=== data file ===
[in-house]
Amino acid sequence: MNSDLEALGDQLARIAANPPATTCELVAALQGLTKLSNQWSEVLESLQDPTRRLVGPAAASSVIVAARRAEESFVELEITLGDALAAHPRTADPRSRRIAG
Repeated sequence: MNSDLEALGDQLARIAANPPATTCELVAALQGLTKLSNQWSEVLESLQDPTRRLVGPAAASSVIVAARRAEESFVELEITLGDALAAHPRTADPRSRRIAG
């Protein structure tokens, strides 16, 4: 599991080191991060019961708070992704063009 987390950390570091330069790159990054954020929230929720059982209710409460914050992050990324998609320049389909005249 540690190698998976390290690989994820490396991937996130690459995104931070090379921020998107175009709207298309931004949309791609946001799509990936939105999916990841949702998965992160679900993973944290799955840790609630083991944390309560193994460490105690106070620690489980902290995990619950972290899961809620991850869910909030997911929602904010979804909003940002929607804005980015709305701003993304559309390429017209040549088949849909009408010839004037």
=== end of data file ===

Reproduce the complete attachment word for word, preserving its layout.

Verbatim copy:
[in-house]
Amino acid sequence: MNSDLEALGDQLARIAANPPATTCELVAALQGLTKLSNQWSEVLESLQDPTRRLVGPAAASSVIVAARRAEESFVELEITLGDALAAHPRTADPRSRRIAG
Repeated sequence: MNSDLEALGDQLARIAANPPATTCELVAALQGLTKLSNQWSEVLESLQDPTRRLVGPAAASSVIVAARRAEESFVELEITLGDALAAHPRTADPRSRRIAG
């Protein structure tokens, strides 16, 4: 599991080191991060019961708070992704063009 987390950390570091330069790159990054954020929230929720059982209710409460914050992050990324998609320049389909005249 540690190698998976390290690989994820490396991937996130690459995104931070090379921020998107175009709207298309931004949309791609946001799509990936939105999916990841949702998965992160679900993973944290799955840790609630083991944390309560193994460490105690106070620690489980902290995990619950972290899961809620991850869910909030997911929602904010979804909003940002929607804005980015709305701003993304559309390429017209040549088949849909009408010839004037």